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Will protein supplements help me put on more muscle?

Protein supplements were once the preserve of giant bodybuilders, but today they are marketed to everyone. They supposedly help us gain muscle and avoid it wasting away as we grow older. The marketing is certainly working: it’s a £7 billion industry, and almost 1 in 20 people take them in late-middle age. But do we actually need more protein in our diets?

The experiment

There seems to be an apparent logic to the claims: muscles are made of protein, so extra protein should lead to bigger muscles. We set out to find out if this is really true. With the help of Dr Stuart Gray of the University of Glasgow, we designed an experiment to test if drinking protein supplements aids muscle growth.

We focused on whey protein, which was originally a waste product from the cheese industry. Frequently described as the highest quality form of protein, it contains all the essential amino acids, and it is very popular amongst bodybuilders, as well as regular gym goers and, increasingly, older people worried about losing their muscle.

We recruited 24 volunteers aged from 20 to 67, put them on an 8 week weight-lifting programme, and gave half a whey protein shake and half a placebo.

If the hype about protein supplements is to be believed, then those that consumed the protein should gain more muscle.

The intervention

Participants trained three times a week for eight weeks. Each training session consisted of 9 repeats of each of the following exercises:

  • Leg press
  • Leg extension
  • Leg curl
  • Chest press
  • Lat pulldown
  • Seated row
  • Biceps curl
  • Triceps curl

The weights were set to 65% of the maximum each person could lift, gradually increasing to 85% across the training programme.

After each session they consumed a drink containing either 20g of whey protein or 20 g of maltodextrin (a carbohydrate which acted as a placebo). Neither they, nor the scientists involved, knew which drink they were getting.

The results

At the beginning and end of the experiment, we measured each participant’s maximum lifting capacity on each of the exercises, their lean (fat-free) mass using a body composition chamber, their knee strength using an isokinetic dynamometer (a kick machine), and their thigh muscle thickness using an ultrasound scanner.

After doing 8 weeks of resistance training, all the participants became stronger. On average:

  • Lifting capacity increased 33%
  • Knee strength increased on average 31%
  • Lean mass increased 1%
  • Thigh muscle thickness increased 4%

However, there were no statistically significant differences between the protein and the placebo groups.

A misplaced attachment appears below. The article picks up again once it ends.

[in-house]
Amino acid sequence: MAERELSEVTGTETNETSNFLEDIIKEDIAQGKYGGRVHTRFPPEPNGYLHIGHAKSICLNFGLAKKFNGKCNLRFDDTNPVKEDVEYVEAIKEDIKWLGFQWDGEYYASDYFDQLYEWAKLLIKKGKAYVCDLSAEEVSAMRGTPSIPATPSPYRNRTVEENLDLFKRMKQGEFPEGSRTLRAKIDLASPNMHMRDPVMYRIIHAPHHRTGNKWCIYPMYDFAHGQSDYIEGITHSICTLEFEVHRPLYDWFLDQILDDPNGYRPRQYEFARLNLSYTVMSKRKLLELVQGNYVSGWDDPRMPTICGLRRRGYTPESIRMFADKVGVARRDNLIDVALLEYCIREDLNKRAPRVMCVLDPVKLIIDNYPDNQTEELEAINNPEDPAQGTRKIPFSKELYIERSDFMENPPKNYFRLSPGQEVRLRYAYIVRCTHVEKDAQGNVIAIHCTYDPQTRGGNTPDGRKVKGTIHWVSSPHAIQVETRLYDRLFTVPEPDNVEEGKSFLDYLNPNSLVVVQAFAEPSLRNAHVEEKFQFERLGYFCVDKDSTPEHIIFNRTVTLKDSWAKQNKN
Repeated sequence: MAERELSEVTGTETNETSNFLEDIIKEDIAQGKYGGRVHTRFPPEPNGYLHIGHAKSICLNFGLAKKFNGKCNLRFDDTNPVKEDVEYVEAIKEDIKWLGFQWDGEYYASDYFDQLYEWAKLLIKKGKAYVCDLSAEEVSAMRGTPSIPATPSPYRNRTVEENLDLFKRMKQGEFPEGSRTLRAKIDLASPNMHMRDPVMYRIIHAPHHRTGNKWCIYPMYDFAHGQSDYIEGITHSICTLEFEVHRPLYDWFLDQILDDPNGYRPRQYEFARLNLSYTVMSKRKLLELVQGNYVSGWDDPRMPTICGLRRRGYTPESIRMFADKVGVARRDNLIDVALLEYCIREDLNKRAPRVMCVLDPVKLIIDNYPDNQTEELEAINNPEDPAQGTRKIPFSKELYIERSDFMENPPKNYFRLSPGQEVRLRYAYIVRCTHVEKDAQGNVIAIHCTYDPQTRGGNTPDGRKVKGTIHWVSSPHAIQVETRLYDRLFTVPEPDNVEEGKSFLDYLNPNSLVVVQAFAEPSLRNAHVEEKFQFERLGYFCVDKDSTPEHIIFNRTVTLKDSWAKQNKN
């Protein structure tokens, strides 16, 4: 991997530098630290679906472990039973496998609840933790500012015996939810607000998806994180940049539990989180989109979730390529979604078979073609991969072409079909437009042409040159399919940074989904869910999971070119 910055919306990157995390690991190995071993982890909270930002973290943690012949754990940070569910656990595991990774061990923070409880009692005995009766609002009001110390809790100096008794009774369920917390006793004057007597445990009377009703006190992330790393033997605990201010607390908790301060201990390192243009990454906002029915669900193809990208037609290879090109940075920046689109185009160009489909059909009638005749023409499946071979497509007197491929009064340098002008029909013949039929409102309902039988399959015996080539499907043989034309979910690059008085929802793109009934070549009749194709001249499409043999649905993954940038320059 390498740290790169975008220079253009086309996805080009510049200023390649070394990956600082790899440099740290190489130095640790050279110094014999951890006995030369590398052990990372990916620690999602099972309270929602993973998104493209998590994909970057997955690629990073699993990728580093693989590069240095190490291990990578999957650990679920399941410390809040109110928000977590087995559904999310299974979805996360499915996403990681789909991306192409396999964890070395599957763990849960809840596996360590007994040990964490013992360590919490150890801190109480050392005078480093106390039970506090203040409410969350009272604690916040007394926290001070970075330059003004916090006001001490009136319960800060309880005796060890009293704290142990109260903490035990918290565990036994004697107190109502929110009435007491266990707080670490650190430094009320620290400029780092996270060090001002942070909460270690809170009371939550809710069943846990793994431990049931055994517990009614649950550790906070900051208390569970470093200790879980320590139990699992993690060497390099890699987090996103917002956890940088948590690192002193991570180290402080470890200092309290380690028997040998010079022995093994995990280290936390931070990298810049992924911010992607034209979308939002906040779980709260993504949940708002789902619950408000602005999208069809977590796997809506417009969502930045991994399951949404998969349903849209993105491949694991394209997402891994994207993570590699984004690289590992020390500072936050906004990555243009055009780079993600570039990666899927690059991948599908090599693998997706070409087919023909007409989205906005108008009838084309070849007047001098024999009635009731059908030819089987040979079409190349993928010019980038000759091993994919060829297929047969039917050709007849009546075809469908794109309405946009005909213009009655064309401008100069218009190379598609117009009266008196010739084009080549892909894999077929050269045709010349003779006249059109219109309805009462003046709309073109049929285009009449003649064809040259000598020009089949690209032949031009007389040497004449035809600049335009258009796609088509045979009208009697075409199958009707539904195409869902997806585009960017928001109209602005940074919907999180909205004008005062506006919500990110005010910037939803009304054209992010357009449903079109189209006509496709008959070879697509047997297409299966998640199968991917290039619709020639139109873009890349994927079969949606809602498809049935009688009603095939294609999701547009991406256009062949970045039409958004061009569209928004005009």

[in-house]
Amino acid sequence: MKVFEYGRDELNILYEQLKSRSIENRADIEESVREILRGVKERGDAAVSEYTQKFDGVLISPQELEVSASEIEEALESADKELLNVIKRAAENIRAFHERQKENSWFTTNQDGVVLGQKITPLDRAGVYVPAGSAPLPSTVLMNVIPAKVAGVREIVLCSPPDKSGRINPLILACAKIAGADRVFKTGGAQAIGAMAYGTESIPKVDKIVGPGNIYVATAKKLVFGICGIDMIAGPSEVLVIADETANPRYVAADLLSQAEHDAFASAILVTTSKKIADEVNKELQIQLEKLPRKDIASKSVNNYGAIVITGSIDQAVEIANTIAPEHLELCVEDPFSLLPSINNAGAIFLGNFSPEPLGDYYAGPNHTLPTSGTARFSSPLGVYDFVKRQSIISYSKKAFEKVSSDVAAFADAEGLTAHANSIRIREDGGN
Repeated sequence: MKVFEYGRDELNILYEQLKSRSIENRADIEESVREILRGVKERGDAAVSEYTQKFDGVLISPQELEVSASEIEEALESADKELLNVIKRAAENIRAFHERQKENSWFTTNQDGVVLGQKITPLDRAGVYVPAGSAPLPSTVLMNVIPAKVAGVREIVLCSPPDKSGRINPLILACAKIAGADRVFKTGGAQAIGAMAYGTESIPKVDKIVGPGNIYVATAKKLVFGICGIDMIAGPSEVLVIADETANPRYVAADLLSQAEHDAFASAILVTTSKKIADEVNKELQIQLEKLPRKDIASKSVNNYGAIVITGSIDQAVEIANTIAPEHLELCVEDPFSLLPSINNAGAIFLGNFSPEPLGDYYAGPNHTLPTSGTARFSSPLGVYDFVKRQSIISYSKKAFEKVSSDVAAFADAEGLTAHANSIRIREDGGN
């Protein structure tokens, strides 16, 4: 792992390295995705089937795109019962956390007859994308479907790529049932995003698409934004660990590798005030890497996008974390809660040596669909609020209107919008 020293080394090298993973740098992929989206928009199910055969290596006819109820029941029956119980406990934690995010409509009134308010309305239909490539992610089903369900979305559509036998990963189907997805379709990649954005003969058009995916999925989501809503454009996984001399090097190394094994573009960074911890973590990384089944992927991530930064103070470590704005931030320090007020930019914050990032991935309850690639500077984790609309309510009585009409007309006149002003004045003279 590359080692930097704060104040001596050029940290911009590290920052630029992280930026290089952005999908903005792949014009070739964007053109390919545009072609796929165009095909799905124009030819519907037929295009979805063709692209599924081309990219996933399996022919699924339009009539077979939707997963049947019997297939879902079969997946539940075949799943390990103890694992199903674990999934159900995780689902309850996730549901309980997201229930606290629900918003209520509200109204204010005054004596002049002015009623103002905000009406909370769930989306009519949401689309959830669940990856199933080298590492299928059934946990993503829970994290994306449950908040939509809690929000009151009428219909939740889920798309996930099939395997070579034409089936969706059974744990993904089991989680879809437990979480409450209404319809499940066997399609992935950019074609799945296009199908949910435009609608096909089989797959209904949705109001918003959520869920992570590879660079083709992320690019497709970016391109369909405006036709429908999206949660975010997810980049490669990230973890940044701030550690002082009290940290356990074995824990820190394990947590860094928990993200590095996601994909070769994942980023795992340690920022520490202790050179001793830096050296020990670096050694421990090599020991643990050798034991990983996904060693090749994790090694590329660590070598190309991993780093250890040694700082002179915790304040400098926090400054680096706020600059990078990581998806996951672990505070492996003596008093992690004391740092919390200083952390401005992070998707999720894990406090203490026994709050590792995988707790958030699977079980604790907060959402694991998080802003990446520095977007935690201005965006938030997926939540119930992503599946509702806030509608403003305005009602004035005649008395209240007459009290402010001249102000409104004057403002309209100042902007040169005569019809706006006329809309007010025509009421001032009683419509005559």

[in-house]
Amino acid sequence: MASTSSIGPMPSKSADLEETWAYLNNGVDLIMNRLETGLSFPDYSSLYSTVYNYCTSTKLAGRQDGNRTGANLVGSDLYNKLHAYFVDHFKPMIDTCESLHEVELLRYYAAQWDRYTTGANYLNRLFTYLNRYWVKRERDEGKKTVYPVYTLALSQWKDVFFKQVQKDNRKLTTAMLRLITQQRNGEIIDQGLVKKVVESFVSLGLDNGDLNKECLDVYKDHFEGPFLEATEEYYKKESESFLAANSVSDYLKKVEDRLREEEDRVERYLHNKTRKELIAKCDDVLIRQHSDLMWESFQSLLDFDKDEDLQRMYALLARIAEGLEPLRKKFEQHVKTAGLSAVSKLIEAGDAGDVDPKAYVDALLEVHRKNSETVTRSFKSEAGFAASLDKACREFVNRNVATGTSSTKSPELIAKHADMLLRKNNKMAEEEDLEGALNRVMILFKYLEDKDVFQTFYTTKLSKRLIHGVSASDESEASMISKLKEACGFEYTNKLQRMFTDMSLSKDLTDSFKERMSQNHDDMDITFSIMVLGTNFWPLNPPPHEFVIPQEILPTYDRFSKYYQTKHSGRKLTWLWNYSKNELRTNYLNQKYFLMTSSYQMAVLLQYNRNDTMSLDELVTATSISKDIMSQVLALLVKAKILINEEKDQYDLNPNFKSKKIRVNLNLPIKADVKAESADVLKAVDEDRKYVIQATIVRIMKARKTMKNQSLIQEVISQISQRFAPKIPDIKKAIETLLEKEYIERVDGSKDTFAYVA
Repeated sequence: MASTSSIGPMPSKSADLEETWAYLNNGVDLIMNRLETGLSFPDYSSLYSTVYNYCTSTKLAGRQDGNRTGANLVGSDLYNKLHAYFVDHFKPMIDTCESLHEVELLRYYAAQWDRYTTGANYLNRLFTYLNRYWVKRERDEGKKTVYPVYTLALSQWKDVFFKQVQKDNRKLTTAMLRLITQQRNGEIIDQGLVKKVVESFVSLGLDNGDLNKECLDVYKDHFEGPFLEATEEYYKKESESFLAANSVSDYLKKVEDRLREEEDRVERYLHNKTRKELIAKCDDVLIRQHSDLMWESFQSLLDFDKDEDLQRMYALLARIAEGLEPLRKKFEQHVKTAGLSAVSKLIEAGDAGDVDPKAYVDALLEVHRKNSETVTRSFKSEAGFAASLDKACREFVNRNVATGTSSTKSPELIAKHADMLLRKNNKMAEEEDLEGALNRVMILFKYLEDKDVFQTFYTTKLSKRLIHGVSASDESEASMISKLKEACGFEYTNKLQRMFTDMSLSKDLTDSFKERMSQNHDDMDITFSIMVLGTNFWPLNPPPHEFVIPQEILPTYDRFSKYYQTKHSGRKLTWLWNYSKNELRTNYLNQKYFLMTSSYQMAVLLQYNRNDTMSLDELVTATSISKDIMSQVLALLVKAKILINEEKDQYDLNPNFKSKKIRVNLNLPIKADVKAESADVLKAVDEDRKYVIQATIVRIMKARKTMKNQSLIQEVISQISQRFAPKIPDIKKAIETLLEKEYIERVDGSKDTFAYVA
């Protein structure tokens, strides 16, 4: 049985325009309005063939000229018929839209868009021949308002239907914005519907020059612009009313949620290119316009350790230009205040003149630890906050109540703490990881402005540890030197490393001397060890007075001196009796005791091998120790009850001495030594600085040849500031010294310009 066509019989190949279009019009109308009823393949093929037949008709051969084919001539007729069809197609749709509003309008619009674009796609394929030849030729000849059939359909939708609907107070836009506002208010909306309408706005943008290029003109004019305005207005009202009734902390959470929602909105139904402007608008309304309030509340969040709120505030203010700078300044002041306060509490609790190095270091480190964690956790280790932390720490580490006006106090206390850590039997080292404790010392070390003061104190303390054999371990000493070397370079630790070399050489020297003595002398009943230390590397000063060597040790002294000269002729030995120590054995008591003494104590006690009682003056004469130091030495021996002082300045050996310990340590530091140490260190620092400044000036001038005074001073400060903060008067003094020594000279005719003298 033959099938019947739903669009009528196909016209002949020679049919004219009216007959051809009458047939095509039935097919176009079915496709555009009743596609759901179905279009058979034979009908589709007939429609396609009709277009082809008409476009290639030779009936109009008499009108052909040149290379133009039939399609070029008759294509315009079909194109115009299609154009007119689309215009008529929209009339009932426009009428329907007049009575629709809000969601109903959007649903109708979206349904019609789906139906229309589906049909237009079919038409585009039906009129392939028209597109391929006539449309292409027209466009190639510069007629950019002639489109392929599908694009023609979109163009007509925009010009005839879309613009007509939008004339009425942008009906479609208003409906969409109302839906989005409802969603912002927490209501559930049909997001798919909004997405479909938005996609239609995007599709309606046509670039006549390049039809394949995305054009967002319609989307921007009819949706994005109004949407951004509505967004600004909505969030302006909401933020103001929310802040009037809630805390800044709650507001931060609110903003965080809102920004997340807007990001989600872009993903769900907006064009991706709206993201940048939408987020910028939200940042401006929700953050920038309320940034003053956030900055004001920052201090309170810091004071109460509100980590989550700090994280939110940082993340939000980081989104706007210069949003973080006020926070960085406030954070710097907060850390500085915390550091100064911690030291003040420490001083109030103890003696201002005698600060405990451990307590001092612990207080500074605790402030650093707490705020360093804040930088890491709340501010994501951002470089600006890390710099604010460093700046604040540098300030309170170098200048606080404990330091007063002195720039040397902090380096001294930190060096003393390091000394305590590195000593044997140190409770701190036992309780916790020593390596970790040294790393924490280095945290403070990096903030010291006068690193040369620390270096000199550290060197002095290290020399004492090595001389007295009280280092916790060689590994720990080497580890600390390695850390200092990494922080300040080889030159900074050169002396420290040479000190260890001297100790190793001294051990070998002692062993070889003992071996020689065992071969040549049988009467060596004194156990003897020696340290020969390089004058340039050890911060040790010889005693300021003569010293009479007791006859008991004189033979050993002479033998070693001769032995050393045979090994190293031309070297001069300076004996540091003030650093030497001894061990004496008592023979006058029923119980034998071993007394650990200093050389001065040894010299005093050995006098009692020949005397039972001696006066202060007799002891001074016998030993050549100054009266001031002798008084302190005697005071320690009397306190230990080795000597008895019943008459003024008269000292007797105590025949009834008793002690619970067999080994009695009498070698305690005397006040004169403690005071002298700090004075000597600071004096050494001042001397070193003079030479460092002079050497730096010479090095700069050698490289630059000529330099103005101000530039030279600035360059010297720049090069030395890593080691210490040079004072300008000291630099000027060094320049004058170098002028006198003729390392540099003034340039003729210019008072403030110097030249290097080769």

What does this mean?

In our study, taking the protein supplements had no effect on strength or muscle growth. This is in line with many other studies in healthy adults, although others HAVE shown an effect. The links below include some collections of studies with varying results.

Everyone completed a food diary showing that they were consuming on average an ample 70g of protein per day, meaning that they all had more than enough protein in their diet anyway. In a window of approximately four hours, our bodies can only use around 20 to 30 grams of protein (depending on the lean mass of each individual). Of this, a mere two grams can be used to repair muscle. Any additional protein would be burnt as energy, stored as fat or excreted in urine.

Individuals who do not get enough protein in their diet to reach the maximum levels (either because of illness, malnutrition, or having a very large lean mass) may find that protein supplements can allow more muscle growth.

What do the experts recommend?

If you’re healthy and eating a balanced diet then don’t waste your money on whey protein supplements in the hope that they will allow you to put on more muscle.

If you are concerned about your muscle mass, the NHS recommends doing at least a couple of sessions of resistance exercise each week to build and maintain strength. But we have found an easy way to do this with exercises you can do in your everyday life.

The results in detail

Knee strength increased from 465.97 newtons to 626.52 newtons in the placebo group (an increase
of 34.46%), and increased from 465.18 newtons to 595.38 newtons in the protein group (an increase of 27.99%). The two groups were not significantly different (p=0.95).

Lean mass increased from 52.18kg to 52.73kg in the placebo group (an increase of 1.05%), and increased from 57.67kg to 58.34kg in the protein group (an increase of 1.16%). The two groups were not significantly different (p=0.41).

Muscle thickness increased from 18.98cm to 19.57cm in the placebo group (an increase of 3.11%), and increased from 17.98cm to 18.99cm in the protein group (an increase of 5.62%). The two groups were not significantly different (p=0.30).

Total maximum lifting capacity (the sum of all the exercises) increased from 865.00kg to 1195.00kg in the placebo group, and increased from 920.80kg to 1171.00kg in the protein group (an increase of 27.17%). The two groups were not significantly different (p=0.20).

(All p-values are for two-way repeated measure ANOVAs reporting for interaction effects.)